September 21, 2023
Sometimes the best way out is through, even when it feels far from the path of least resistance.
It’s a notion Saskatoon coach Shane Bradley was reminded of in the days after local wrestler Natasha Fox died in a collision between her bicycle and a vehicle earlier this year.
“Probably the toughest thing we had to deal with was — and I’m not sure how many people know this — three days after the accident we travelled to the under-23 Olympic national team trials in Montreal,” said Bradley. “That was one where we really didn’t want to go. The timing was terrible. One of the athletes going [SueAnne Harms] was a training partner of Natasha’s and a very good friend.”
Bradley remembered Fox in part for her exceptional work ethic and also as someone who lived and breathed for her sport above nearly all else. It was that reputation that contributed to a collaborative decision to continue on with the Montreal competition in spite of the team’s collective grief.
“We decided between us it was something Natasha would have wanted us to do because she never would have wanted us to miss an opportunity like that. But to be there just a few days after the crash … was extremely difficult and it still boggles my mind that she [Harms] was able to be on the mat.”
The tragedy also posed other challenges for Bradley, who has coached wrestling at the University of Saskatchewan since 1988, in addition to other current duties as head coach of the Saskatoon Junior Huskies Wrestling Club and as a high-performance coach with Saskatchewan Amateur Wrestling Association.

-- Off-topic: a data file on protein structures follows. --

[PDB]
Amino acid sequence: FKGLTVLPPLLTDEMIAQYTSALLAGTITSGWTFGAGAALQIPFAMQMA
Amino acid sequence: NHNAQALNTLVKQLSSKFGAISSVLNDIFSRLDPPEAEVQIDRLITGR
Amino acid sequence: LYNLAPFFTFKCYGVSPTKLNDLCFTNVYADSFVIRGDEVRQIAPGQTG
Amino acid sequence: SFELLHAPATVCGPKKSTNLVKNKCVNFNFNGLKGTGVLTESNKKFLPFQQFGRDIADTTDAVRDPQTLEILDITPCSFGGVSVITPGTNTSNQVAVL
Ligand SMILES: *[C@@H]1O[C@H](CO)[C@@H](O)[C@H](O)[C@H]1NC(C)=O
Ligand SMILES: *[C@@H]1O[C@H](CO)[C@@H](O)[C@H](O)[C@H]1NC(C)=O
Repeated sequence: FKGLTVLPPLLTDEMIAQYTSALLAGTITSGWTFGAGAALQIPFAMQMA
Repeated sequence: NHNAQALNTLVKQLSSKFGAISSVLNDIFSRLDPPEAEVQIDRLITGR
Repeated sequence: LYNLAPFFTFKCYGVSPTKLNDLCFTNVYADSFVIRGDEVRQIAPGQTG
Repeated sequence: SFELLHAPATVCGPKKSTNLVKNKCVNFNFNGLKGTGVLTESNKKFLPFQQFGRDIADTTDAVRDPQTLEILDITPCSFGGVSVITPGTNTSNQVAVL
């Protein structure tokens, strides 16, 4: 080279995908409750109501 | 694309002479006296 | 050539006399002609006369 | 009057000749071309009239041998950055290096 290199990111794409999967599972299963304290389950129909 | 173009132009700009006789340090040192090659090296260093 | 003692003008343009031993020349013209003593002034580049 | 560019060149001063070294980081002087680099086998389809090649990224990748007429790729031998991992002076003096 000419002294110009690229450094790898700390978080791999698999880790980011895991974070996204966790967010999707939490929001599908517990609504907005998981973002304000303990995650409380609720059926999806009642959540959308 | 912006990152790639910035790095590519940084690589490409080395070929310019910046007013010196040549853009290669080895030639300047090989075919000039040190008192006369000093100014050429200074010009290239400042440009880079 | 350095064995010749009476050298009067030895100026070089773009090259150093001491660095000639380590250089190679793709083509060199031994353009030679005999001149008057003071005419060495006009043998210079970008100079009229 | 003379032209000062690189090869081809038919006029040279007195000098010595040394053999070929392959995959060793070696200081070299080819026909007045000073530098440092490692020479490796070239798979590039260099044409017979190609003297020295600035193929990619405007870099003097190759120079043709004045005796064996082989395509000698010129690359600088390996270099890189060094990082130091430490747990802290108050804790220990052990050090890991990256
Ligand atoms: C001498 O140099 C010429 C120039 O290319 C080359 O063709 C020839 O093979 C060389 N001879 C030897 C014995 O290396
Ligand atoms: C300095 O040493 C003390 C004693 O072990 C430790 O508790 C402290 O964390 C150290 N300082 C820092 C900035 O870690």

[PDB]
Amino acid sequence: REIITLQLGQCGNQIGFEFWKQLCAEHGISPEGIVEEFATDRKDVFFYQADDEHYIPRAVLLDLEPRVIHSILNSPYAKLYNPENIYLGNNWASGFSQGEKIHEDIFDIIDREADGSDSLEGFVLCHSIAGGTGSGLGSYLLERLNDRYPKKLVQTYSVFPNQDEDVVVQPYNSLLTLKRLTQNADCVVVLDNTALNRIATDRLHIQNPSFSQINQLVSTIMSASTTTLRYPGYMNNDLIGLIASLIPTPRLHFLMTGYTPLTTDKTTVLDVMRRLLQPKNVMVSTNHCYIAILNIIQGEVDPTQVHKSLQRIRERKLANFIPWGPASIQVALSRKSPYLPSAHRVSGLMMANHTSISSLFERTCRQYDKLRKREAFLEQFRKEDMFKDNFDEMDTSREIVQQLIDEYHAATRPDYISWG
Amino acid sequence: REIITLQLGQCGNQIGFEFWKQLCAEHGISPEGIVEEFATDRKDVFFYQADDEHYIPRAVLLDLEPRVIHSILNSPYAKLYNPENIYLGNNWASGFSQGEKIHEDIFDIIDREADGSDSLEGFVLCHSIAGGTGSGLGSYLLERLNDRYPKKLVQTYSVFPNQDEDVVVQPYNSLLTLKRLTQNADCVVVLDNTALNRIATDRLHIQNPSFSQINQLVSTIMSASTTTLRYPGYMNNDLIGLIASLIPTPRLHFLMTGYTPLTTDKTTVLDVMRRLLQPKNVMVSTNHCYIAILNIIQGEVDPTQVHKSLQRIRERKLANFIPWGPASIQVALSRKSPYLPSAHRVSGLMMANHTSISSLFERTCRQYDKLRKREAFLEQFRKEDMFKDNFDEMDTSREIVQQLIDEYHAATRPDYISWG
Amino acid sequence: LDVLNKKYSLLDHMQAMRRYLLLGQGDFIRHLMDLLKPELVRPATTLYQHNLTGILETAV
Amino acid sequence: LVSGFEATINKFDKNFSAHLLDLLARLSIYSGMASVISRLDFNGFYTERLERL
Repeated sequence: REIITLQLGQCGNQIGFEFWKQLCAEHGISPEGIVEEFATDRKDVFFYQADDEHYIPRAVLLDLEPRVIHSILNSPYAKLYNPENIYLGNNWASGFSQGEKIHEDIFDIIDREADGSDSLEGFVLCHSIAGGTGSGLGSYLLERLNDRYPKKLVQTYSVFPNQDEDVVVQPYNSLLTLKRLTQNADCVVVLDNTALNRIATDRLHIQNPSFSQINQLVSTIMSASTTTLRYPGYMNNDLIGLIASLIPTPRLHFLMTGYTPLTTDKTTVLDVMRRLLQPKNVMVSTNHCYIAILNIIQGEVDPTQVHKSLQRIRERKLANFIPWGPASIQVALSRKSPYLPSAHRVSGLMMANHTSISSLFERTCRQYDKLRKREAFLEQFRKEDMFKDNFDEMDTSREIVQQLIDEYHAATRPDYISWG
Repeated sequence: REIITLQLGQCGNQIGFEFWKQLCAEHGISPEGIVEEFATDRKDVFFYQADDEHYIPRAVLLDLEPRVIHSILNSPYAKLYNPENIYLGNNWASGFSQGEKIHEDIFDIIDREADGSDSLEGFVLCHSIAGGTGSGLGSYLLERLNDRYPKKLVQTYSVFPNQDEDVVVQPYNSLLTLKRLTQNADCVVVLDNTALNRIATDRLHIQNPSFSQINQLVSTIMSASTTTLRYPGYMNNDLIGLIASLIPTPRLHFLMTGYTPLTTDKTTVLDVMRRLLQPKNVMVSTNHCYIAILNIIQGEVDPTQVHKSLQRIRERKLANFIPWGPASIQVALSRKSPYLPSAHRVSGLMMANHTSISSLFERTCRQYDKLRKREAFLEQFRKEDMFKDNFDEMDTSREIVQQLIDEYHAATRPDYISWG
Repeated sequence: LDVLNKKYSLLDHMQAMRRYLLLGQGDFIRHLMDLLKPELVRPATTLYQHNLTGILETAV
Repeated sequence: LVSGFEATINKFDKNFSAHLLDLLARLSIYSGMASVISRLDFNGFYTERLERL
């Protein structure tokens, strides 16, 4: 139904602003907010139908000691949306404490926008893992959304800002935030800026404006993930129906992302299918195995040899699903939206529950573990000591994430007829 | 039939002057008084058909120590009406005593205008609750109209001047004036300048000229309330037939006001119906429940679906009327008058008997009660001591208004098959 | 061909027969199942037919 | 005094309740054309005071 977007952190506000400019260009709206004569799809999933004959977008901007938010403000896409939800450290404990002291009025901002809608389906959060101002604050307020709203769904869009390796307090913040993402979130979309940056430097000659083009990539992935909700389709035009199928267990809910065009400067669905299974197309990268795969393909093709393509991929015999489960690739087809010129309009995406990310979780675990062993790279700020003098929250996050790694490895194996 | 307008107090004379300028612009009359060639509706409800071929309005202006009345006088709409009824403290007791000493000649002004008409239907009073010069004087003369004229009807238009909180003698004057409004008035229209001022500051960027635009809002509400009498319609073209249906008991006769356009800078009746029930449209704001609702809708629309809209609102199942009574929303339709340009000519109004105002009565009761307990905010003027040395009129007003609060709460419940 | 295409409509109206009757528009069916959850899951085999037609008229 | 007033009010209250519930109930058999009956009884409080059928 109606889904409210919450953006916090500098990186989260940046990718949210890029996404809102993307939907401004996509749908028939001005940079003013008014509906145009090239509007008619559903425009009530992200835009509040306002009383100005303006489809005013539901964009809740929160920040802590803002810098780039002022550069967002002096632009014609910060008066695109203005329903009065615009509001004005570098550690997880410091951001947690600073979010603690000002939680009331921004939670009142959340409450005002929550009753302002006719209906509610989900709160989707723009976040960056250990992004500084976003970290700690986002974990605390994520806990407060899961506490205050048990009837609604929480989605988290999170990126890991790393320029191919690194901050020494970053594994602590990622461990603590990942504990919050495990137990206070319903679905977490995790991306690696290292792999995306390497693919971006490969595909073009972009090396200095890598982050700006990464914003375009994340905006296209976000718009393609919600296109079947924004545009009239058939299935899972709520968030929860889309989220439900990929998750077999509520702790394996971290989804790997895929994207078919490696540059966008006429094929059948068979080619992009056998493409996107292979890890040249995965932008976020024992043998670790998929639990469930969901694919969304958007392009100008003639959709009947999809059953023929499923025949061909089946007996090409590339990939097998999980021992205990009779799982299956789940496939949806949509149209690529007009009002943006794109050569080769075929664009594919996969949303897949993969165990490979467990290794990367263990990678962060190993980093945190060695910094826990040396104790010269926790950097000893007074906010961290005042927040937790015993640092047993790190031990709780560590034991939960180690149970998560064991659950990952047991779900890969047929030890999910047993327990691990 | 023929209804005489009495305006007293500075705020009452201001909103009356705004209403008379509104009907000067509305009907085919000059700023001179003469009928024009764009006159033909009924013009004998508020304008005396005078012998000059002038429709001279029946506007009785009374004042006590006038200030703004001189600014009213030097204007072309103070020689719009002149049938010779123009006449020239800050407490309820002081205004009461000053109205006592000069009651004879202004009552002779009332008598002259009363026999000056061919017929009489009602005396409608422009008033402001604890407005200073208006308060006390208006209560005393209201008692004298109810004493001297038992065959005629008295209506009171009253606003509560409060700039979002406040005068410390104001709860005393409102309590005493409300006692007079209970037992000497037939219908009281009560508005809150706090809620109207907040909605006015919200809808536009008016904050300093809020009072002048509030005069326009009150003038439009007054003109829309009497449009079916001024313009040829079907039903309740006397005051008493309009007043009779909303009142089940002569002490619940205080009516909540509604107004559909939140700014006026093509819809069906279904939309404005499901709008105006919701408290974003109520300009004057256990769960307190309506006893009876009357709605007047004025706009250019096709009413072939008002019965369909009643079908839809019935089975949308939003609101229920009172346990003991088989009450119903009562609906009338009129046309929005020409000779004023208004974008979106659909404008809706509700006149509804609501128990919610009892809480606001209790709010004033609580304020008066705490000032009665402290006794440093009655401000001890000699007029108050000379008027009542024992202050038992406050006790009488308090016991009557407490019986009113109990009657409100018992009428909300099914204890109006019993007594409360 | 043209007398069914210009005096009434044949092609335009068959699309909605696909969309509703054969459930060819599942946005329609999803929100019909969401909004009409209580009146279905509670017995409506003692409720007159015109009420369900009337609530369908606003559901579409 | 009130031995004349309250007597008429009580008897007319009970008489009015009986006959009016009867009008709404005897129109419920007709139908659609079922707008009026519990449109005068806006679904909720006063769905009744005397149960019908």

“It’s a small sport in a sense and we all know each other extremely well,” Bradley said, noting he had known Fox through the sport for the better part of 20 years and considered her “like another daughter to me.”
Fox’s funeral was held six days after the Olympic trials wrapped up. Her legacy and dedication were further honoured when Bradley and several of his athletes held a team practice the morning of the service. It was how, together, they were able to grieve, and have an outlet.
“We were actually at practice when we got the news that Natasha had passed,” he continued. “We finished practice but then that was a real tough drive home. And then news gets out really quick so then it’s a matter of trying to deal with your own emotions and your own grief but also ensure you’re there to support others because that’s what many of our athletes in our wrestling family needed at that time.
“You’re never sure what kind of influence you have but obviously you have to work through that and give yourself the opportunity to grieve. You want to recognize that this is something that has occurred but also that it’s something we need to able to talk about.”